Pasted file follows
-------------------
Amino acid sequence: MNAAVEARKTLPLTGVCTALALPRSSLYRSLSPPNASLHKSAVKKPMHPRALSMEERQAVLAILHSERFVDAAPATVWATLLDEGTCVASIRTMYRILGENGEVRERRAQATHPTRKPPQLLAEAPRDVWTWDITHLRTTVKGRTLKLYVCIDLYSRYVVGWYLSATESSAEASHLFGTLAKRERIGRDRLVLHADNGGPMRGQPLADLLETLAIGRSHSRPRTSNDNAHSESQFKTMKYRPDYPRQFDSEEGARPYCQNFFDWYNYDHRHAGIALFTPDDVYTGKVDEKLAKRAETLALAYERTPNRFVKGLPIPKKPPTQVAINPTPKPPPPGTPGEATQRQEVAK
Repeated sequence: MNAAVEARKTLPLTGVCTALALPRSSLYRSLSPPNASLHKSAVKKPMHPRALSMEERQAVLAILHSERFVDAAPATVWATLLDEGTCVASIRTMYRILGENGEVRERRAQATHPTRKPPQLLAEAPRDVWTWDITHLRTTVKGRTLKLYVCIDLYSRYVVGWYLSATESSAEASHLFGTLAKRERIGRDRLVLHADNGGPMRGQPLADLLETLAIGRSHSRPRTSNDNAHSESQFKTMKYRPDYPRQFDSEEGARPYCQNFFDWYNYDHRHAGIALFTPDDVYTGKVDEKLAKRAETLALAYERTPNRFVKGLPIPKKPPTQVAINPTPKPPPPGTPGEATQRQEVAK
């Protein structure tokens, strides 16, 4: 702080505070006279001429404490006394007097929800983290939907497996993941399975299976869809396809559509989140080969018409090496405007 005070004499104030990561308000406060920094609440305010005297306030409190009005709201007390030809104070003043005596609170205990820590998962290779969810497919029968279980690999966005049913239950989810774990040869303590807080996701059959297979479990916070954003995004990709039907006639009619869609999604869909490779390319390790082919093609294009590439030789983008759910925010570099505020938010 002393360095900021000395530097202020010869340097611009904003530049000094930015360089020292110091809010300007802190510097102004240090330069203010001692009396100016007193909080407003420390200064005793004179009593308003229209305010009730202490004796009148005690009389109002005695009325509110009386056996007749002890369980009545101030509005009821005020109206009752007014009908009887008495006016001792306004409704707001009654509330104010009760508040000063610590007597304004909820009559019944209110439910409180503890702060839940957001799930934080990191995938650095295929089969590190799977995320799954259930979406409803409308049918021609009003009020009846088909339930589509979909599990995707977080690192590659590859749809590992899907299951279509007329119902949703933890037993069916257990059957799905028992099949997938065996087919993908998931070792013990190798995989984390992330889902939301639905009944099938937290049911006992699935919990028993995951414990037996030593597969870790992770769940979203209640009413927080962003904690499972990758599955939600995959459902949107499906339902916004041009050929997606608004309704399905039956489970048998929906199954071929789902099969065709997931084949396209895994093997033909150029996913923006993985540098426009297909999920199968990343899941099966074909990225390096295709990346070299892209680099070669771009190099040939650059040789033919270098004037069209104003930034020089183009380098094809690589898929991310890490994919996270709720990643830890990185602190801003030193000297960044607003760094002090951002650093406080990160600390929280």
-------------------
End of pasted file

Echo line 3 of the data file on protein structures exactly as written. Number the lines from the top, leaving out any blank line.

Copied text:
């Protein structure tokens, strides 16, 4: 702080505070006279001429404490006394007097929800983290939907497996993941399975299976869809396809559509989140080969018409090496405007 005070004499104030990561308000406060920094609440305010005297306030409190009005709201007390030809104070003043005596609170205990820590998962290779969810497919029968279980690999966005049913239950989810774990040869303590807080996701059959297979479990916070954003995004990709039907006639009619869609999604869909490779390319390790082919093609294009590439030789983008759910925010570099505020938010 002393360095900021000395530097202020010869340097611009904003530049000094930015360089020292110091809010300007802190510097102004240090330069203010001692009396100016007193909080407003420390200064005793004179009593308003229209305010009730202490004796009148005690009389109002005695009325509110009386056996007749002890369980009545101030509005009821005020109206009752007014009908009887008495006016001792306004409704707001009654509330104010009760508040000063610590007597304004909820009559019944209110439910409180503890702060839940957001799930934080990191995938650095295929089969590190799977995320799954259930979406409803409308049918021609009003009020009846088909339930589509979909599990995707977080690192590659590859749809590992899907299951279509007329119902949703933890037993069916257990059957799905028992099949997938065996087919993908998931070792013990190798995989984390992330889902939301639905009944099938937290049911006992699935919990028993995951414990037996030593597969870790992770769940979203209640009413927080962003904690499972990758599955939600995959459902949107499906339902916004041009050929997606608004309704399905039956489970048998929906199954071929789902099969065709997931084949396209895994093997033909150029996913923006993985540098426009297909999920199968990343899941099966074909990225390096295709990346070299892209680099070669771009190099040939650059040789033919270098004037069209104003930034020089183009380098094809690589898929991310890490994919996270709720990643830890990185602190801003030193000297960044607003760094002090951002650093406080990160600390929280």